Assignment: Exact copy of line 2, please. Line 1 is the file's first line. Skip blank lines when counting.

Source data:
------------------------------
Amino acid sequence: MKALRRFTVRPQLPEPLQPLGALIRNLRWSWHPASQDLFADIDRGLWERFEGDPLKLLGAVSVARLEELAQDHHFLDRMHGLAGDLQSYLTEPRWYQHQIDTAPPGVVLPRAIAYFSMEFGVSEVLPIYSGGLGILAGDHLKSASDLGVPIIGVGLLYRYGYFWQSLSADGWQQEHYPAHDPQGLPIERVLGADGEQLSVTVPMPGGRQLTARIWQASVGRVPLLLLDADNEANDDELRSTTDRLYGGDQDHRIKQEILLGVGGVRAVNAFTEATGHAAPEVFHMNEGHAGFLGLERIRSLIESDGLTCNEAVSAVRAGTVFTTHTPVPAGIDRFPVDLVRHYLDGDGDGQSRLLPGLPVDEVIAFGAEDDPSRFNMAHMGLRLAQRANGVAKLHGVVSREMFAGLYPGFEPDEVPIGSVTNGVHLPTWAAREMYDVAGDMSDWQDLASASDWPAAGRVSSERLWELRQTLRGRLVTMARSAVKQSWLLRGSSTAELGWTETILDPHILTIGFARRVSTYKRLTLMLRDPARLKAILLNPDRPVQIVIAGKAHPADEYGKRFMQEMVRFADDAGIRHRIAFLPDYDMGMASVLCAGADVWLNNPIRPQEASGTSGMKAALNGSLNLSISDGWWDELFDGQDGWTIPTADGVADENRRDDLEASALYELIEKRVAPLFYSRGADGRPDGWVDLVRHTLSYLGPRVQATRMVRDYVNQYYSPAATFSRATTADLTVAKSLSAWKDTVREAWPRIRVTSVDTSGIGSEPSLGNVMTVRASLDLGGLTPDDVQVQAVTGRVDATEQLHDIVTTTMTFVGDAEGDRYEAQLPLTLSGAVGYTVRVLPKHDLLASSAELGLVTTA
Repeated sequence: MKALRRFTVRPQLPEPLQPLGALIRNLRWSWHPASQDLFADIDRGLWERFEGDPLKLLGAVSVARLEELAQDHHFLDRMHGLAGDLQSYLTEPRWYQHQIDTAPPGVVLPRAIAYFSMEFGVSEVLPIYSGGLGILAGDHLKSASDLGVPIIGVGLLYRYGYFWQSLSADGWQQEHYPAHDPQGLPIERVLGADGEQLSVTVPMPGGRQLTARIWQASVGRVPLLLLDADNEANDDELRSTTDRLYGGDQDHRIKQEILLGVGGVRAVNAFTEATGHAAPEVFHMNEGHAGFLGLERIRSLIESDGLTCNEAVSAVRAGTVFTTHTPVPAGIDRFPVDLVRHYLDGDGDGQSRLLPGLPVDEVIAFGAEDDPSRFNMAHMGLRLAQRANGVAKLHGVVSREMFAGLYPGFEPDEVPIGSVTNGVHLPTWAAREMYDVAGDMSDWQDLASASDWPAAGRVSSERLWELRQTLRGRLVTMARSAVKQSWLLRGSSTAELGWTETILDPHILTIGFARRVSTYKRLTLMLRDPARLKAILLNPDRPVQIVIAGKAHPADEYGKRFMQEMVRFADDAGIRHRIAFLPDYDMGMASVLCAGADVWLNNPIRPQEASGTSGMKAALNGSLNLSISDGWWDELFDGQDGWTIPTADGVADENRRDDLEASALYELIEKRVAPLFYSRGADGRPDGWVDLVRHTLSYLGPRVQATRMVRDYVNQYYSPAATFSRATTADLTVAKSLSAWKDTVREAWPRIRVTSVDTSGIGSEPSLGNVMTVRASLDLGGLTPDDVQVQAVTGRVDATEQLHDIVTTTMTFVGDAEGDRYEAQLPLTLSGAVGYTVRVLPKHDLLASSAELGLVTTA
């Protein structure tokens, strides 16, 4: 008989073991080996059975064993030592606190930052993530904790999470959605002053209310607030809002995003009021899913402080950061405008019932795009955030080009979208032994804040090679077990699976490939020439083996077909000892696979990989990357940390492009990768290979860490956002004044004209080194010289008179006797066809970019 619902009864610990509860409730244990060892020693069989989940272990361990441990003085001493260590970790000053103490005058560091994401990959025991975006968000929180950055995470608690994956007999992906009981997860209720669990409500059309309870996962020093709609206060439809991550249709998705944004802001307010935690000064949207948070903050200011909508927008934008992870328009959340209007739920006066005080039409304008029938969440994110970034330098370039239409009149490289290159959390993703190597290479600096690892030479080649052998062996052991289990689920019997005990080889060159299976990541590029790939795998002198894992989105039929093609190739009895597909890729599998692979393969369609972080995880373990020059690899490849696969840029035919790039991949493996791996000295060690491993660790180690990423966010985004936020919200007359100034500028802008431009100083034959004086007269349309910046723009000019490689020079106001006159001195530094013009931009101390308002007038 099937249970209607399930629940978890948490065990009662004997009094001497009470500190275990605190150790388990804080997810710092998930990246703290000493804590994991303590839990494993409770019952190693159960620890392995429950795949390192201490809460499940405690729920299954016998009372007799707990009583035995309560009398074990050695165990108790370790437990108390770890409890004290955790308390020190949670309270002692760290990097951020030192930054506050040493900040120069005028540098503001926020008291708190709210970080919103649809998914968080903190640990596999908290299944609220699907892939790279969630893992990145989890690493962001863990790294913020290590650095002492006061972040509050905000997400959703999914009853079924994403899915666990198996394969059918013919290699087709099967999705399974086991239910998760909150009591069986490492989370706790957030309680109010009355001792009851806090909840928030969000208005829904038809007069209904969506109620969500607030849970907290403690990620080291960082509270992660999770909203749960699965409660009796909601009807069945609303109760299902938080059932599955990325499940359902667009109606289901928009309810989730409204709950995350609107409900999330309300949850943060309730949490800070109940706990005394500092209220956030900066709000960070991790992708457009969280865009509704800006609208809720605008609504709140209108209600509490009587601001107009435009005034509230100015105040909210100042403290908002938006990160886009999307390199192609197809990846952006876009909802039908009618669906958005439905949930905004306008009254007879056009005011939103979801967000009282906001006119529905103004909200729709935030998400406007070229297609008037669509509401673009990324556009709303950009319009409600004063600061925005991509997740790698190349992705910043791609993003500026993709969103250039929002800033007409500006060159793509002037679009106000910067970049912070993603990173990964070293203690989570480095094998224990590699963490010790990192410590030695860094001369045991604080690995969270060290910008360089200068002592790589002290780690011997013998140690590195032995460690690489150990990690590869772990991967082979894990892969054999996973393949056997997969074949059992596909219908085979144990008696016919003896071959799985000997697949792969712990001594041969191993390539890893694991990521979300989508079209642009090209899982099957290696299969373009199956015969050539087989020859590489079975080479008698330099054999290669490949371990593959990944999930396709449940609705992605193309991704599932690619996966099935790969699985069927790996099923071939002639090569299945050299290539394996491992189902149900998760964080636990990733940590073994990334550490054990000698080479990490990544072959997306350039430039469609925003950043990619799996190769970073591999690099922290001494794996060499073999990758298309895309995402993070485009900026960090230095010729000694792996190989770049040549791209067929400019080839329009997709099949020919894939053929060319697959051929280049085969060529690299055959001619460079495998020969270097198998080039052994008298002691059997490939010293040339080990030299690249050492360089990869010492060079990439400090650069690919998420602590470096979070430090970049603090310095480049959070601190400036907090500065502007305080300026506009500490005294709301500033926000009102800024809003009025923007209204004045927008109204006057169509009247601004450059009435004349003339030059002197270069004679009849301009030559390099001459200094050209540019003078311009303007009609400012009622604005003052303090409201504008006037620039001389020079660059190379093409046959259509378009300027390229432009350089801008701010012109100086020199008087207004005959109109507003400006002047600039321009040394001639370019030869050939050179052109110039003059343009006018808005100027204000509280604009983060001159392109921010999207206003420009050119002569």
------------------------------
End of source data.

Repeated sequence: MKALRRFTVRPQLPEPLQPLGALIRNLRWSWHPASQDLFADIDRGLWERFEGDPLKLLGAVSVARLEELAQDHHFLDRMHGLAGDLQSYLTEPRWYQHQIDTAPPGVVLPRAIAYFSMEFGVSEVLPIYSGGLGILAGDHLKSASDLGVPIIGVGLLYRYGYFWQSLSADGWQQEHYPAHDPQGLPIERVLGADGEQLSVTVPMPGGRQLTARIWQASVGRVPLLLLDADNEANDDELRSTTDRLYGGDQDHRIKQEILLGVGGVRAVNAFTEATGHAAPEVFHMNEGHAGFLGLERIRSLIESDGLTCNEAVSAVRAGTVFTTHTPVPAGIDRFPVDLVRHYLDGDGDGQSRLLPGLPVDEVIAFGAEDDPSRFNMAHMGLRLAQRANGVAKLHGVVSREMFAGLYPGFEPDEVPIGSVTNGVHLPTWAAREMYDVAGDMSDWQDLASASDWPAAGRVSSERLWELRQTLRGRLVTMARSAVKQSWLLRGSSTAELGWTETILDPHILTIGFARRVSTYKRLTLMLRDPARLKAILLNPDRPVQIVIAGKAHPADEYGKRFMQEMVRFADDAGIRHRIAFLPDYDMGMASVLCAGADVWLNNPIRPQEASGTSGMKAALNGSLNLSISDGWWDELFDGQDGWTIPTADGVADENRRDDLEASALYELIEKRVAPLFYSRGADGRPDGWVDLVRHTLSYLGPRVQATRMVRDYVNQYYSPAATFSRATTADLTVAKSLSAWKDTVREAWPRIRVTSVDTSGIGSEPSLGNVMTVRASLDLGGLTPDDVQVQAVTGRVDATEQLHDIVTTTMTFVGDAEGDRYEAQLPLTLSGAVGYTVRVLPKHDLLASSAELGLVTTA